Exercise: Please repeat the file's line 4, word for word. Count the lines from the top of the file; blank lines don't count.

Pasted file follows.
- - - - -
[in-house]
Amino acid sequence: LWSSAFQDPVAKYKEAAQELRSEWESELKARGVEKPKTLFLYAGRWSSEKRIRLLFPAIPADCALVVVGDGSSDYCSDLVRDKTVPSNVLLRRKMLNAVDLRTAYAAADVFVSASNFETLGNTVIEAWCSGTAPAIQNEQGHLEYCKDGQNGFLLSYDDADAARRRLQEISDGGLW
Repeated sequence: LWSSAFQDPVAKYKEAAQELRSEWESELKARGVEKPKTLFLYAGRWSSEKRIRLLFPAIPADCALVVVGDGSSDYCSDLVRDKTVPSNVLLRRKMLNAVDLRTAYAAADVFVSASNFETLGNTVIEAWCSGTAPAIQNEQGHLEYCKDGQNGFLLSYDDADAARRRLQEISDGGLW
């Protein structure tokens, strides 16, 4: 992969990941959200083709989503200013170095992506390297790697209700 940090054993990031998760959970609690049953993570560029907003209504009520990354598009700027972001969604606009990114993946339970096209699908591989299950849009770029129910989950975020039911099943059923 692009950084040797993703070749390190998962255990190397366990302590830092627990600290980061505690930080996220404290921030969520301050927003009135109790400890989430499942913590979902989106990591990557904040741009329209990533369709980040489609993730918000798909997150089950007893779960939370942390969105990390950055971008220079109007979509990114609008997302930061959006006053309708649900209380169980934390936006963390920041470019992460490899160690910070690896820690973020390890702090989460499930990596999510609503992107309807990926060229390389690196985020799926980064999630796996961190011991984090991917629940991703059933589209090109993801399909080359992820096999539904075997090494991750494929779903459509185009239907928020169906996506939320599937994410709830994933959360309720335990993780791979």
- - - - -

């Protein structure tokens, strides 16, 4: 992969990941959200083709989503200013170095992506390297790697209700 940090054993990031998760959970609690049953993570560029907003209504009520990354598009700027972001969604606009990114993946339970096209699908591989299950849009770029129910989950975020039911099943059923 692009950084040797993703070749390190998962255990190397366990302590830092627990600290980061505690930080996220404290921030969520301050927003009135109790400890989430499942913590979902989106990591990557904040741009329209990533369709980040489609993730918000798909997150089950007893779960939370942390969105990390950055971008220079109007979509990114609008997302930061959006006053309708649900209380169980934390936006963390920041470019992460490899160690910070690896820690973020390890702090989460499930990596999510609503992107309807990926060229390389690196985020799926980064999630796996961190011991984090991917629940991703059933589209090109993801399909080359992820096999539904075997090494991750494929779903459509185009239907928020169906996506939320599937994410709830994933959360309720335990993780791979």